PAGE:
- The Washington Times - Monday, February 29, 2016

On the eve of potentially decisive Super Tuesday voting, the White House said anxious Republican leaders in Washington have only themselves to blame for Donald Trump’s near solid grip on the party’s presidential nomination.

“If you don’t stand for anything, you’ll fall for anything,” said White House press secretary Josh Earnest.

He said Republican House and Senate leaders have created a power vacuum through their failure to work with President Obama.

Mr. Trump, who is poised to win 10 out of the 12 states holding contests Tuesday, is Mr. Obama’s worst nightmare as a possible successor. The businessman has angered the president with everything from his campaign slogan of “Make America Great Again” to his vow to build a wall along the Mexican border and his proposal to bar Muslims temporarily from entering the U.S.

Mr. Earnest said Monday that the president still believes Mr. Trump won’t become the next president and that the American voters will show more wisdom as the campaign proceeds. But with Mr. Trump racking up more wins and looking increasingly unstoppable to secure the Republican nomination, the White House is searching for a plausible explanation for his success.

So the president’s spokesman turned the blame on congressional Republicans. Referring to reports that establishment Republicans in Washington are expressing consternation about Mr. Trump’s “hijacking” of the party, Mr. Earnest said the fault lies with those same Republican lawmakers who are “blocking important work that needs to get done.”

“It’s not surprising to me that a Republican majority in Congress refusing to do their jobs is on the brink of being taken over by someone they say doesn’t represent their views,” Mr. Earnest said. “They have that majority, and they’re in a position where they’re not just saying ‘no’; they’re not saying anything. They’re refusing to speak.”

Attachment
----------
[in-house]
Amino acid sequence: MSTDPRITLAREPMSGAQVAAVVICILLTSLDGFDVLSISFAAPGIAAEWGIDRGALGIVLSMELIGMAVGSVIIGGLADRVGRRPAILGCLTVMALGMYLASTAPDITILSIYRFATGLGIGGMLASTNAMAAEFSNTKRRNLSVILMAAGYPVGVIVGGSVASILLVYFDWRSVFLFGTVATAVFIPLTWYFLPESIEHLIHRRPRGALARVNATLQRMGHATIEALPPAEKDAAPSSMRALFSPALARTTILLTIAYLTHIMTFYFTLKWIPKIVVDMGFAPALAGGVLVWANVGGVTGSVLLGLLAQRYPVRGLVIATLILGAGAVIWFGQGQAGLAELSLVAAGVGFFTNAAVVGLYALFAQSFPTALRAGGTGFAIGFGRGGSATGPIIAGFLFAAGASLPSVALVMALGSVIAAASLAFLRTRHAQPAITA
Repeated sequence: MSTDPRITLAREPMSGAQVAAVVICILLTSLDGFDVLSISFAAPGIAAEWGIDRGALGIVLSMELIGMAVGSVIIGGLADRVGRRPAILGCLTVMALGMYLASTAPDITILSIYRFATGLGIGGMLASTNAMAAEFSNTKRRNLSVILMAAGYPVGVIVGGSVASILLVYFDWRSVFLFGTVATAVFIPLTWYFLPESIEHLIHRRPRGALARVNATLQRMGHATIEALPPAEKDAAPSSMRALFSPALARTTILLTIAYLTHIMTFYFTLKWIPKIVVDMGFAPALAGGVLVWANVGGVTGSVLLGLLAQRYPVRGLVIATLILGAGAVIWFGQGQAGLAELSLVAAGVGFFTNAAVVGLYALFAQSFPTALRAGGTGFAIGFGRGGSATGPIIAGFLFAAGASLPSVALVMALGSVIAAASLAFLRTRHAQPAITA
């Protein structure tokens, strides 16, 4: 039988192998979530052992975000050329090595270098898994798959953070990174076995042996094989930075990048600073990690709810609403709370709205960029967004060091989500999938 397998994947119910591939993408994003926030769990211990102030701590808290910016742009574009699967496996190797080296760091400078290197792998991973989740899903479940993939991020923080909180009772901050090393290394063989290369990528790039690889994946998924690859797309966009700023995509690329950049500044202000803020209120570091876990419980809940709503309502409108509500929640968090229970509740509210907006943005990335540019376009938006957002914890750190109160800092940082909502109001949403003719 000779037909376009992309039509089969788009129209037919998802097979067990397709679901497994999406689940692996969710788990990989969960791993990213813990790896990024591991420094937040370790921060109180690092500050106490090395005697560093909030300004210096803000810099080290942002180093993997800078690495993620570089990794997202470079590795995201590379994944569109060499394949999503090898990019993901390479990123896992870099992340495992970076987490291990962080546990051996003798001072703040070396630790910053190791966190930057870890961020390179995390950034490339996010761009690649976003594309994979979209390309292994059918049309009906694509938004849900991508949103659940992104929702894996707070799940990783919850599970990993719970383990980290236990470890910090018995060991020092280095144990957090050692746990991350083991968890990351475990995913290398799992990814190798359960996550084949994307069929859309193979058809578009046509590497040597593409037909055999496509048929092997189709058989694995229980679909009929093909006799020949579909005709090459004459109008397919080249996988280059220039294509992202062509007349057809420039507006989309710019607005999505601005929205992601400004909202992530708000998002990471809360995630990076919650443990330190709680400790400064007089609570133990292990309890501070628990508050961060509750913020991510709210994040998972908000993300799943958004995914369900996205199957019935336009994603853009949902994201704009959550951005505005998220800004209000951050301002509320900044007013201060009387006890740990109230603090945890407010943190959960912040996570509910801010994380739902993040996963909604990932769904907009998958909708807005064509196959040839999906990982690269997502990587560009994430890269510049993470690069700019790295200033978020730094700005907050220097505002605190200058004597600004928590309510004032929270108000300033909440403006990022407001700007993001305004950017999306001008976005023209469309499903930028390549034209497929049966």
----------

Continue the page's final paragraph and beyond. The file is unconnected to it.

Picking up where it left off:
He cited Republicans’ rejection of Mr. Obama’s plan to close the Guantanamo Bay military prison and to transfer some of the terrorism detainees to prisons in the mainland U.S.

Democrats and Republicans alike have repeatedly blocked the proposal.

It’s an argument that might amuse Republican primary voters.

Former House Speaker John A. Boehner of Ohio lost the support of conservatives in the House and in the Republican Party base primarily because he occasionally compromised with the White House — not because he acted as a roadblock to the president’s agenda.

Mr. Earnest also referred to Senate Republicans blocking many of the president’s nominees such as Adam Szubin, a Treasury Department official who works on efforts to block financing of terrorist networks.

Senate Republicans have vowed not to grant a hearing for Mr. Obama’s pending nominee to fill a vacancy on the Supreme Court after the death of Justice Antonin Scalia. The president will discuss the nomination Tuesday at the White House with Senate Majority Leader Mitch McConnell, Kentucky Republican; Senate Minority Leader Harry Reid, Nevada Democrat; and Sens. Chuck Grassley, Iowa Republican, and Patrick J. Leahy of Vermont, respectively the chairman and ranking member on the Judiciary Committee.

The White House said Monday that Mr. Obama has tapped Brian Deese, an economic analyst who led the administration’s climate change efforts last year, to head a team to pick a Supreme Court nominee and win confirmation. White House counsel Neil Eggleston will guide the legal process, including the vetting of potential candidates.

“The president has relied on Brian in a variety of critical situations to do important work and to take on important projects,” Mr. Earnest said. “Given Brian’s performance in his other priorities, I don’t think it’s particularly surprising he would be tapped for this responsibility too.”

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